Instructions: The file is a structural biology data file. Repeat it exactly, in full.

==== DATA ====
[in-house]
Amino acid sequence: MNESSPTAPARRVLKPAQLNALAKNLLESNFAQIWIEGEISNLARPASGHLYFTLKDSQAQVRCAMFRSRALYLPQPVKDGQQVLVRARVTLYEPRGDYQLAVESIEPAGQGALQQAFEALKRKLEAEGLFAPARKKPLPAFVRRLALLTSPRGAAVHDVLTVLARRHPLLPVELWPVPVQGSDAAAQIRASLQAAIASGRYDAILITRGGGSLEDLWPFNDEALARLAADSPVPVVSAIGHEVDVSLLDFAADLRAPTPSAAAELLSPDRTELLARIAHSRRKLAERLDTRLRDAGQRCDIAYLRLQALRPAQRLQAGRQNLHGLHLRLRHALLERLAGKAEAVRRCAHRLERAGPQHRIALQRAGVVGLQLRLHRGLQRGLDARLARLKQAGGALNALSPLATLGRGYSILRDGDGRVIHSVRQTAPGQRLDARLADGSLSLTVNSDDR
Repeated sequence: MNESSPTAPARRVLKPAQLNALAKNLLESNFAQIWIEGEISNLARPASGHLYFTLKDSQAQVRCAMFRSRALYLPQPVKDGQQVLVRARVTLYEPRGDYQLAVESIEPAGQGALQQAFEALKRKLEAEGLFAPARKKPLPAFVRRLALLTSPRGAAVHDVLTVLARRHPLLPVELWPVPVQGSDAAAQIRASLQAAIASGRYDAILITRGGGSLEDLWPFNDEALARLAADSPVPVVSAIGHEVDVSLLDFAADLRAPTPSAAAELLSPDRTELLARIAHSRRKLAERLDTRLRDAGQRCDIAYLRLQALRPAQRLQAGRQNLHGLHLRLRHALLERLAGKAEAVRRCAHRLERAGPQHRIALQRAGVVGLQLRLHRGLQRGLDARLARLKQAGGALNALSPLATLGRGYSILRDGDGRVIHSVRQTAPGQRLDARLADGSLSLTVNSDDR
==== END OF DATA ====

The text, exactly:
[in-house]
Amino acid sequence: MNESSPTAPARRVLKPAQLNALAKNLLESNFAQIWIEGEISNLARPASGHLYFTLKDSQAQVRCAMFRSRALYLPQPVKDGQQVLVRARVTLYEPRGDYQLAVESIEPAGQGALQQAFEALKRKLEAEGLFAPARKKPLPAFVRRLALLTSPRGAAVHDVLTVLARRHPLLPVELWPVPVQGSDAAAQIRASLQAAIASGRYDAILITRGGGSLEDLWPFNDEALARLAADSPVPVVSAIGHEVDVSLLDFAADLRAPTPSAAAELLSPDRTELLARIAHSRRKLAERLDTRLRDAGQRCDIAYLRLQALRPAQRLQAGRQNLHGLHLRLRHALLERLAGKAEAVRRCAHRLERAGPQHRIALQRAGVVGLQLRLHRGLQRGLDARLARLKQAGGALNALSPLATLGRGYSILRDGDGRVIHSVRQTAPGQRLDARLADGSLSLTVNSDDR
Repeated sequence: MNESSPTAPARRVLKPAQLNALAKNLLESNFAQIWIEGEISNLARPASGHLYFTLKDSQAQVRCAMFRSRALYLPQPVKDGQQVLVRARVTLYEPRGDYQLAVESIEPAGQGALQQAFEALKRKLEAEGLFAPARKKPLPAFVRRLALLTSPRGAAVHDVLTVLARRHPLLPVELWPVPVQGSDAAAQIRASLQAAIASGRYDAILITRGGGSLEDLWPFNDEALARLAADSPVPVVSAIGHEVDVSLLDFAADLRAPTPSAAAELLSPDRTELLARIAHSRRKLAERLDTRLRDAGQRCDIAYLRLQALRPAQRLQAGRQNLHGLHLRLRHALLERLAGKAEAVRRCAHRLERAGPQHRIALQRAGVVGLQLRLHRGLQRGLDARLARLKQAGGALNALSPLATLGRGYSILRDGDGRVIHSVRQTAPGQRLDARLADGSLSLTVNSDDR